Highlights from

UEGW 2019

United European Gastroenterology Week 2019

Barcelona, Spain 19 - 23 October 2019

Decreased microvilli length in CD patients

Decreased microvilli length, as a result of decreased expression of genes encoding key microvilli-specific products, might contribute to epithelial malfunction contributing to disease progression in patients with Crohn’s disease (CD).

Pathologist Prof. Thaddeus Stappenbeck (Washington School of Medicine at St Louis, Missouri, USA) and his team examined healthy regions of intestinal tissues from patients with CD to identify defects that might contribute to pathogenesis and chronicity of inflammatory bowel diseases [1]. Performing RNA sequencing from formalin-fixed paraffin-embedded ileal tissue sections of 36 patients with CD and 32 individuals without CD, the researchers catalogued the expression changes between inflamed and uninflamed tissues from the same patient. The researchers then developed methods to visualise an overlapping modular network of genes dysregulated in the samples and validated their findings using biopsy samples from the UNITI-2 phase 3 trial of ustekinumab for patients with CD and healthy individuals.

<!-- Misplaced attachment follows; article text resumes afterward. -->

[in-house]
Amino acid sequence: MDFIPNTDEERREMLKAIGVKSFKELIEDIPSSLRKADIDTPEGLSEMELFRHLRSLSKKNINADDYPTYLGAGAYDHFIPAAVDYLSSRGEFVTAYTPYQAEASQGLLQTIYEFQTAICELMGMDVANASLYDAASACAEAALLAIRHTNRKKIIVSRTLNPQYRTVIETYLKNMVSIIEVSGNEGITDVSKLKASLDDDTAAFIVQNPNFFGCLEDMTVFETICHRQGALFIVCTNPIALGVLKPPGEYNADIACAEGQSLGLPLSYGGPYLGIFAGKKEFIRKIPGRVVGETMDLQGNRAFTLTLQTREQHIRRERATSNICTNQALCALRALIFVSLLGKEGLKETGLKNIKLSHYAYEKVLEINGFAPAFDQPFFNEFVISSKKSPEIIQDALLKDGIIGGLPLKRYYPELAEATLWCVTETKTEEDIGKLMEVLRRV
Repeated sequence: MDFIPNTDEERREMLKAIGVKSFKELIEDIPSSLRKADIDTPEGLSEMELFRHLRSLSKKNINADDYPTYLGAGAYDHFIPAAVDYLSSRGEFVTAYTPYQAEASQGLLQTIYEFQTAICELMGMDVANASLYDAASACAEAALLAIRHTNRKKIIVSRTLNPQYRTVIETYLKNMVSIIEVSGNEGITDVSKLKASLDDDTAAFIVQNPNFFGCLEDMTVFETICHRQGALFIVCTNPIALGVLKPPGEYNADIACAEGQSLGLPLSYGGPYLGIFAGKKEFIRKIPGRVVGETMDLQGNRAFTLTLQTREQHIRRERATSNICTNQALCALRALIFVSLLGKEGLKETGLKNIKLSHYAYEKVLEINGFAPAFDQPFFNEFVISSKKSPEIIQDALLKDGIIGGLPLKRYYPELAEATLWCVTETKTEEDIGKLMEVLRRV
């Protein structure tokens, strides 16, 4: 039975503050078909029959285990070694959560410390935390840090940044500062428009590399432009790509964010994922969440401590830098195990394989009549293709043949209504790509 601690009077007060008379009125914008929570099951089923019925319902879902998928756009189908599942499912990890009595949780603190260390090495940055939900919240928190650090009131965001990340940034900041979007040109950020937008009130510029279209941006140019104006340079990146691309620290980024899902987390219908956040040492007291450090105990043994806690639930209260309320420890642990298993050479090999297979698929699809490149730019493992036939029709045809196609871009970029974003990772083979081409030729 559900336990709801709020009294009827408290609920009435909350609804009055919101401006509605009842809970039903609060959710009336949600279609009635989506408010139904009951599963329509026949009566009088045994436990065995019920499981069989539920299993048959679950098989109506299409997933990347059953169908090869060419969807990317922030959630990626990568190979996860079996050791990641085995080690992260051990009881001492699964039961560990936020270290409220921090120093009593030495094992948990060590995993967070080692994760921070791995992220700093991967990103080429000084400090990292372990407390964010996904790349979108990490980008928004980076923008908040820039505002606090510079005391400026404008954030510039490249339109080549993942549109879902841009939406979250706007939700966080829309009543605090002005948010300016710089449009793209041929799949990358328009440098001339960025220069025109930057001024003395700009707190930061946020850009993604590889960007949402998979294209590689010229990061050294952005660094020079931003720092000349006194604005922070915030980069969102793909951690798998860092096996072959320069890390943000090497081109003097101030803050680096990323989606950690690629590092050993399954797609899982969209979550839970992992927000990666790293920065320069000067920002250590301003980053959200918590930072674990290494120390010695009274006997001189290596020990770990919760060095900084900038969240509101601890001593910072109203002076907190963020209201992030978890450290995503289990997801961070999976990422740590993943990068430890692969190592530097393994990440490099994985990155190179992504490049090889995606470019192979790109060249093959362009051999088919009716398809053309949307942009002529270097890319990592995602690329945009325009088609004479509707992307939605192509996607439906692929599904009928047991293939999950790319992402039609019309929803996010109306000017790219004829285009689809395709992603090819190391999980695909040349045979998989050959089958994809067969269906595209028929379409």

Using cluster analyses, the researchers found a cluster of genes encoding proteins associated with the enterocyte brush border to be significantly downregulated, leading them to investigate microvilli. A separate set of samples (3 control and 4 CD samples) was analysed by transmission electron microscopy (see Figure), in which they validated in all CD samples that the microvilli were shorter and less organised than in the control samples. The expression of microvilli genes correlated with microvilli length and endoscopy score and was also associated with response to treatment with ustekinumab. This research warrants follow-up to evaluate causality vs effect.

Figure. Electron micrograph of microvilli. Left panel, healthy control patient, right panel, microvilli from a CD patient [1]


  1. Stappenbeck T et al. UEG Week 2019, Abstract LBA03.

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